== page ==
Welcome to "The Gods Are Bored!" Isn't that a cheerful title? Well, we all have to face it, unless we're divine. The Grim Reaper's gonna arrive at our doorsteps someday and -- off we go.
This would be more depressing if there was only one Heaven and Hell, but considering the number of deities and pantheons and praise and worship teams out there, I'll bet there are thousands of Heavens. That's why I promote the bored gods. I haven't traveled much in the apparent world, but I plan to voyage far and wide once I'm finished with this challenging mantle of mortality.
Twenty-two years ago, when my daughter The Heir was born, my mother-in-law and her mother invited themselves up for a week to "take care of me." I was 30 at the time and was up on my feet in two days, but the two Mom Moms lingered a week to cosset The Heir.
When things got dull, the two Mom Moms went to work. They cleaned my entire house. Then they washed all 38 windows. At that time we still had the old 1920s-era storm windows with hooks that had to be taken down by hand. They did it. And they were so efficient that my next door neighbor tried to hire them.
This was 1989. Mom Mom Senior was 76. Mom Mom Junior was 56. They worked like fiends from dawn till dusk.
Ten years later, when I invited them up for Thanksgiving, Mom Mom Senior went missing. She was 86. Know where we found her? My basement. She had cleaned it from top to bottom. She had scrubbed the floor. Never had been done before, never has been done since.
Mom Mom Senior owns a beautiful waterfront property on the Severn River just minutes from Annapolis. As you might imagine from the above, she poured her vast energy into the place, and it's gorgeous. She and her husband bought the land in the early 1950s for $3,000. If her heirs ask anything less than a million for it, I will be shocked.
Even though she never learned to swim, Mom Mom Senior had a 100-foot pier out into the estuary, from which she hung crab traps and went fishing and boating. Her favorite thing in the world was a soft crab sandwich.
Every time all of us younger folk watched her bustle relentlessly, we would joke that the Earth had finally produced its first immortal human.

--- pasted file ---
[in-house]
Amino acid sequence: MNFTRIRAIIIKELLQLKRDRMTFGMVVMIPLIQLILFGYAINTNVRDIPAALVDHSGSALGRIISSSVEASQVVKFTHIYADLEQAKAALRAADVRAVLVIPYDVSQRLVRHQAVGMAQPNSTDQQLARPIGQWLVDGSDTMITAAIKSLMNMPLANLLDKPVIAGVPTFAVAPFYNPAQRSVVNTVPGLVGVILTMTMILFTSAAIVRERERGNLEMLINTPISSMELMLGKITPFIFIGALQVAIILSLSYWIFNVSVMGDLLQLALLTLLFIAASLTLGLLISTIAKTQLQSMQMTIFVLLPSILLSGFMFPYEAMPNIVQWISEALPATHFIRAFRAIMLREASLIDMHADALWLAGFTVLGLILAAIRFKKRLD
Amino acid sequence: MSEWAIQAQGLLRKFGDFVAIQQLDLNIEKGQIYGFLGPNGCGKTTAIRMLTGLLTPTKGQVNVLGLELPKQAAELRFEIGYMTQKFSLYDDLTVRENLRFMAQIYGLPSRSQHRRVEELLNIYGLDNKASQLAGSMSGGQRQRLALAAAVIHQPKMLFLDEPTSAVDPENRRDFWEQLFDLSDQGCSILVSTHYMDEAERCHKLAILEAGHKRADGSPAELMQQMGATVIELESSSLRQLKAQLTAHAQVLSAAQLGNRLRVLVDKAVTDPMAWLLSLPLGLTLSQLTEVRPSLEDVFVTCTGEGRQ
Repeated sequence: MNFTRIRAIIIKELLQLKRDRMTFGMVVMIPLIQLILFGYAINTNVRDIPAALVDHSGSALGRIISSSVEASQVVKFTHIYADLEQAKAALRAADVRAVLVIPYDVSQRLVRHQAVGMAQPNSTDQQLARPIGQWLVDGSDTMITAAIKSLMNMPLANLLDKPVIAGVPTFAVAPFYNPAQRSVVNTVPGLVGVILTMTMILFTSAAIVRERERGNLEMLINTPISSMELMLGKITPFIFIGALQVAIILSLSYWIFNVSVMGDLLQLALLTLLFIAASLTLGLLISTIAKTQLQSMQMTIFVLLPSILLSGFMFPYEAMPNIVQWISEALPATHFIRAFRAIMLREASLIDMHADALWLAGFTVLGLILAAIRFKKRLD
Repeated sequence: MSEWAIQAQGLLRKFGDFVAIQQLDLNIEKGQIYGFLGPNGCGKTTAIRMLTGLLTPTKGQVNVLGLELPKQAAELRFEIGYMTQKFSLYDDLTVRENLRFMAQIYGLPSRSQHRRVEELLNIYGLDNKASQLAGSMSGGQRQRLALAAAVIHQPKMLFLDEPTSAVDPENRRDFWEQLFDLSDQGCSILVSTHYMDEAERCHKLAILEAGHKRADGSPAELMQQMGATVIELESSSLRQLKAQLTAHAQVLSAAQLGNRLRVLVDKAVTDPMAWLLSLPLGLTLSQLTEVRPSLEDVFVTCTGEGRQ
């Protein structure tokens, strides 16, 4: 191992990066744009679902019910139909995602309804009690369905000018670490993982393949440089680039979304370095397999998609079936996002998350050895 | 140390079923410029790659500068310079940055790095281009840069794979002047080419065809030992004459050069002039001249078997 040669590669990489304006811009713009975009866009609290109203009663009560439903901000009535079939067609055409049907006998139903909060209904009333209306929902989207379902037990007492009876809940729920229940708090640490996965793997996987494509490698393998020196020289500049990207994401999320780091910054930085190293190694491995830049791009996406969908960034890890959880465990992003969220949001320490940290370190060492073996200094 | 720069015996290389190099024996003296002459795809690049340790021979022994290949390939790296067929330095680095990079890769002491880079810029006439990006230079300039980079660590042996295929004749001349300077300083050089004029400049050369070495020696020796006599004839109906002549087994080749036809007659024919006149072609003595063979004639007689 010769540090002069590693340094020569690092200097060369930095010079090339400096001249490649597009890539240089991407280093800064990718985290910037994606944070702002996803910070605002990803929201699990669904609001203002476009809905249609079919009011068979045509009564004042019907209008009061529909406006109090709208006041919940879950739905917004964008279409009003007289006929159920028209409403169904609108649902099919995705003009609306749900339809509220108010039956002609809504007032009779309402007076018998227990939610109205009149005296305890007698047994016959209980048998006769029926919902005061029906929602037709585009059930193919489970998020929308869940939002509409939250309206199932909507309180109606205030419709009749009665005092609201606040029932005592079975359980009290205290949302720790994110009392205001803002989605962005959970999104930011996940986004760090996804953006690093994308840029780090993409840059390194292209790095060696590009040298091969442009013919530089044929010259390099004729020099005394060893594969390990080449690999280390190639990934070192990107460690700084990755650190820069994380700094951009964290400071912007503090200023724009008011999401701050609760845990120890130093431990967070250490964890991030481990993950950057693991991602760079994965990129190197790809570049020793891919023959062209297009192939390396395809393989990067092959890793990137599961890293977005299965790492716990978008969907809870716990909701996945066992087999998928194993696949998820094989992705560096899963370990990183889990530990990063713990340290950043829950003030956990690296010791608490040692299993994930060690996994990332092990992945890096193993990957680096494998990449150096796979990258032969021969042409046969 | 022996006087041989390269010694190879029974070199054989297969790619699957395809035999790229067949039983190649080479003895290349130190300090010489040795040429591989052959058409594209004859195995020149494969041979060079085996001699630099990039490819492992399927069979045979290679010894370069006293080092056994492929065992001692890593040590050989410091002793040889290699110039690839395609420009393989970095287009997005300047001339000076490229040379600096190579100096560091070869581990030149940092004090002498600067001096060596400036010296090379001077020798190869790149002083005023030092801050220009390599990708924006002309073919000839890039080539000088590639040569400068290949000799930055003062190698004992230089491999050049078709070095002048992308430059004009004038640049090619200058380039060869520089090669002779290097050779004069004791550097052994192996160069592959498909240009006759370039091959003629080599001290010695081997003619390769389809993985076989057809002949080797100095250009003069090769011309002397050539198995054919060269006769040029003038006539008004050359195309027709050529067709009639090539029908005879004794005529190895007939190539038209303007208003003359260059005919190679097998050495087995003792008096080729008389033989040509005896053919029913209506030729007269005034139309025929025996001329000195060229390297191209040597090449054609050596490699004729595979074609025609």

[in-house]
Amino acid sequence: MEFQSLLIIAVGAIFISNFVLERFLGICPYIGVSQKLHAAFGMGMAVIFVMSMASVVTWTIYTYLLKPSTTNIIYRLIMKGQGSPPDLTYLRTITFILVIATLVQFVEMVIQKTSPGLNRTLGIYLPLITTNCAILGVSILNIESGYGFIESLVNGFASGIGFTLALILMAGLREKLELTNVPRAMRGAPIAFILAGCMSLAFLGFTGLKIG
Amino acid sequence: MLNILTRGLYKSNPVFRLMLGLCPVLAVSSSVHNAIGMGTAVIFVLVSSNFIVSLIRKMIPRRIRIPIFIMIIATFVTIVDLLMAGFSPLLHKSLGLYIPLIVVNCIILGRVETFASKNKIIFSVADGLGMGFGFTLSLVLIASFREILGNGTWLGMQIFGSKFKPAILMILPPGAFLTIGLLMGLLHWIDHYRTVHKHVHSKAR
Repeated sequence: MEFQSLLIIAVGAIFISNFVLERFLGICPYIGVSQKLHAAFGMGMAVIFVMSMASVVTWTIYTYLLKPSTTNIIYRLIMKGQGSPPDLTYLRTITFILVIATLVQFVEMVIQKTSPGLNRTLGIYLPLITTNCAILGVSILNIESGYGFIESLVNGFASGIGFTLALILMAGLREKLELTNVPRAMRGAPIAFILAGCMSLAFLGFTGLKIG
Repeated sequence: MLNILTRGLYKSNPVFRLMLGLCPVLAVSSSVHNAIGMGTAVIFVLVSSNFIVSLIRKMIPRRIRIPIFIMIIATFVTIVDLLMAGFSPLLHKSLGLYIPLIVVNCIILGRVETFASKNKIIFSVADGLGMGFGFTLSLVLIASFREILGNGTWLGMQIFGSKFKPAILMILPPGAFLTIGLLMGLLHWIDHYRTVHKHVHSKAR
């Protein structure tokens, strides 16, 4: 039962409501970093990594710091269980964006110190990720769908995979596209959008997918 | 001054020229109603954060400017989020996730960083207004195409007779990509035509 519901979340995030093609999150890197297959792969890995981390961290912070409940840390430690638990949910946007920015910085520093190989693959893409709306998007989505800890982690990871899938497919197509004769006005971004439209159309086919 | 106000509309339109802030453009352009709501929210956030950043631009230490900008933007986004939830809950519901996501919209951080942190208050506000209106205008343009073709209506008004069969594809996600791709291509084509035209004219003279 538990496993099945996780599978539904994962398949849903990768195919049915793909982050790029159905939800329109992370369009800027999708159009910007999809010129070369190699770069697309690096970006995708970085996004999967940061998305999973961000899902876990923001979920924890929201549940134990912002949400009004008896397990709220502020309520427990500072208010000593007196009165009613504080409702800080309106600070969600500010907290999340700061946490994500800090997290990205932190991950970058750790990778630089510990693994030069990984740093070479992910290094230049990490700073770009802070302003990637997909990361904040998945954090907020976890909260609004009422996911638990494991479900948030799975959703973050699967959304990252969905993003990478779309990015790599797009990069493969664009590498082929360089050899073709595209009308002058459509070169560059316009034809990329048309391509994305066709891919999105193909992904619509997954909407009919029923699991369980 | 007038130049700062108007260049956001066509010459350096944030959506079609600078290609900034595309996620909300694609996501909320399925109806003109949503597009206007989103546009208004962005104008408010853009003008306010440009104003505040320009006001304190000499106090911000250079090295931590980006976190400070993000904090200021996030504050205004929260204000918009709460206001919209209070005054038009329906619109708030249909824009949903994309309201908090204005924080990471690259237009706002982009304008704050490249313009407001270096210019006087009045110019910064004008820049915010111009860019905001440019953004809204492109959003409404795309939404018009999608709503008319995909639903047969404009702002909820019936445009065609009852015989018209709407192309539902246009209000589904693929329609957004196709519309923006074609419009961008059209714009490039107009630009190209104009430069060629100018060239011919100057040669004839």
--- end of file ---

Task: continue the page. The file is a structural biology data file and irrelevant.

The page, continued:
On Tuesday, Mom Mom Senior's closest family members will decide whether, at 98, she will be placed in a nursing home or brought to her daughter's apartment for hospice care. Having seen my own parents in similar straits at much younger ages, I would bet that this former dynamo of a woman will go to Catholic Heaven in a few months. Mr. J and I, Heir and Spare went to see her yesterday in her current room in a rehab unit (she wants no parts of the rehabbing or the pureed food that has no salt or sugar). We all emerged sobbing.
Can you imagine owning a waterfront property minutes from Annapolis and not having a hearing aid? We literally had to shout right into her ear for her to hear us at all.
I have held my tongue about Mom Mom Senior's elder care because she isn't my blood relative. But it sickens me to see that her son and daughters have gone on the cheap, not getting an equity loan or reverse mortgage or anything, to provide top-level care for her. Then again, I've heard enough of the family lore to know that there's not much love lost between children and parent in this situation. So Anne, after having given advice that was unheeded, said no more.
The moral of this sermon is not really the "live life to the fullest" platitude that you might expect. I would say, "Live life the way you want to." Eat cake, drink hard liquor, smoke a spliff, I dunno, whatever makes you happy in the moment. The most frugal and hardest-working among us will meet the Reaper some day. Tra la la! Praise the gods and pass the brownies!